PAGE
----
Preclinical studies towards application of siRNA therapy in epidermolysis bullosa simplex. (McLean-Heagerty)Completed
|Prof W H Irwin McLean
|University of Dundee, Dundee, UK
|Partner organizations & collaborators
|Dr Adrian H.M. Heagerty
|Start date / Duration
|01. Nov 2011 / 36 months
|Funder(s) / Co-Funder(s)
|DEBRA UK, MSAP/EBEP Recommended
Short lay summary
Epidermolysis bullosa simplex (EBS), the commonest form of EB, is associated with skin blistering which causes pain and discomfort that negatively impacts quality of life. There is a weakness in important structural proteins (keratins) in the outer layer of skin, which means that the cells are unable to resist even minor stress and so they rupture and fluid accumulates resulting in painful blisters. The weakness is caused by mutations, or “spelling mistakes”, in genes that control manufacture of two keratins: K5 or K14. Genes are inherited in pairs – one from the father and one from the mother. Although EBS patients have one ‘good’ gene they also have one mutated gene that overtakes the functioning of both genes to produce the weak keratin molecules. If the mutated gene can be ‘switched off’, without affecting the good copy of the gene, then the good gene can function properly to produce normal keratin. This research group previously identified families with an unusual recessive form of EBS. In these families, there are some people with only one active copy of a keratin gene and these individuals have perfectly normal skin. This proves that the approach of switching off the ‘bad’ keratin gene would cure EBS.
The information from genes that tell a cell to manufacture proteins (in this case keratin) is sent by messenger molecules called RNA; the RNA will transmit messages from both good genes and mutated genes. There is now new powerful technology called ‘short interfering’ RNA (siRNA) which are agents that can alter the RNA and change the ‘manufacturing instructions’. Funded by a previous DEBRA grant, this group have found siRNAs that can prevent the manufacture of weak K5 and K14 without affecting the normal gene function, so when skin cells are treated with these agents they can produce normal keratins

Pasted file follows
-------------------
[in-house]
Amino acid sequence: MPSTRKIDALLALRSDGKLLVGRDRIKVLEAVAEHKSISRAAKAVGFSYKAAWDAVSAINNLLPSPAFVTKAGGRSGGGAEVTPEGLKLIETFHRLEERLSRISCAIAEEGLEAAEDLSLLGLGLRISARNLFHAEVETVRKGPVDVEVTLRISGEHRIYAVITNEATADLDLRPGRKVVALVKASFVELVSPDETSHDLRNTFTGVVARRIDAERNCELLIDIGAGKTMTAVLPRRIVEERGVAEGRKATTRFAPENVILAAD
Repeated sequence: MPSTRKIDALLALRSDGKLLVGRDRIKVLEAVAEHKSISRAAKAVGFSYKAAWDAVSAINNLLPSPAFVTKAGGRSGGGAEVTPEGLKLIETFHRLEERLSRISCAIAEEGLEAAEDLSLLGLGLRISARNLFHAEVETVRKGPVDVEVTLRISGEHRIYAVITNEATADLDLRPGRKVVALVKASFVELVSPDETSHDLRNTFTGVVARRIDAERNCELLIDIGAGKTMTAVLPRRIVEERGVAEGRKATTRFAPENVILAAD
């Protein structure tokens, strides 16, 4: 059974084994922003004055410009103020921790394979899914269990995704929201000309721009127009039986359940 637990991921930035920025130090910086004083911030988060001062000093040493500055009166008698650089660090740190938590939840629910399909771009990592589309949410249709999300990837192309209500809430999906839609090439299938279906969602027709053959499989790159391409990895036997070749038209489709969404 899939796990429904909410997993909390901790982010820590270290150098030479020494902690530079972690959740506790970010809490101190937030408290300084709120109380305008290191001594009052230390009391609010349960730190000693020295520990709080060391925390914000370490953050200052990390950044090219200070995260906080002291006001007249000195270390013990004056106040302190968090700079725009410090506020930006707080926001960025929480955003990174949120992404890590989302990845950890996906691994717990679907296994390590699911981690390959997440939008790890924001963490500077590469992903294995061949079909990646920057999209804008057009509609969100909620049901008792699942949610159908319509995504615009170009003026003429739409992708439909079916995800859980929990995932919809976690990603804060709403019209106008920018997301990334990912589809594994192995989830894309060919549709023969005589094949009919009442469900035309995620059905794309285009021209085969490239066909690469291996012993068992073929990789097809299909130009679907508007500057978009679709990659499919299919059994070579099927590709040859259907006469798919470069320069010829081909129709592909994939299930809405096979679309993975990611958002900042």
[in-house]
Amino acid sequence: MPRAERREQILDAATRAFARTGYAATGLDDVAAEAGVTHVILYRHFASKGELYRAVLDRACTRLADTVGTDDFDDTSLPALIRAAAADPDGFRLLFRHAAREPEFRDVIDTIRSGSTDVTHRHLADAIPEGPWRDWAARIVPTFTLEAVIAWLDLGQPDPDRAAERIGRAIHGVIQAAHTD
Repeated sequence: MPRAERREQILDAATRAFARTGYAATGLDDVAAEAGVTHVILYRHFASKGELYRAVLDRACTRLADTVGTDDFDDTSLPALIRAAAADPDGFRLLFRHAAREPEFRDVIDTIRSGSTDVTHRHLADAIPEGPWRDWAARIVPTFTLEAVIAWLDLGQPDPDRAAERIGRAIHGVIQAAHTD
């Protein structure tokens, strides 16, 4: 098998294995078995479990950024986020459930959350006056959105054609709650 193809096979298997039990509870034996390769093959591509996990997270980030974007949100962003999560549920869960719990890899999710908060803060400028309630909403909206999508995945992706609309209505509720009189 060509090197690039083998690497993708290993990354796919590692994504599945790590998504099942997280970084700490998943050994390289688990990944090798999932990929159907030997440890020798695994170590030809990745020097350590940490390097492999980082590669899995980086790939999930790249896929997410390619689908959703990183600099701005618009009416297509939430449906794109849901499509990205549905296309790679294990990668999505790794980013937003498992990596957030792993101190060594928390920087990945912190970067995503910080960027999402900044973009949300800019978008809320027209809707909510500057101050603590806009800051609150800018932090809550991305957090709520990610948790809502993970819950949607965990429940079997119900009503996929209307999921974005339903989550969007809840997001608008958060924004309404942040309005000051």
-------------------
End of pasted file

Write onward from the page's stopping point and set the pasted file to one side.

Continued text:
One issue in developing an effective drug is finding the best way to deliver it to where it is needed. siRNA is a bit bigger than most drugs so needs special delivery mechanisms. Recently a ‘gene cream’ has been developed that is capable of taking these kinds of agents across the skin and into the keratin-producing cells. This group have used their original siRNA and also produced a modified form that crosses cell membranes more easily. Both of these have been shown to successfully silence the mutant genes when incorporated into the cream. Together, these studies pave the way for larger clinical trials of siRNAs to develop treatments for EBS.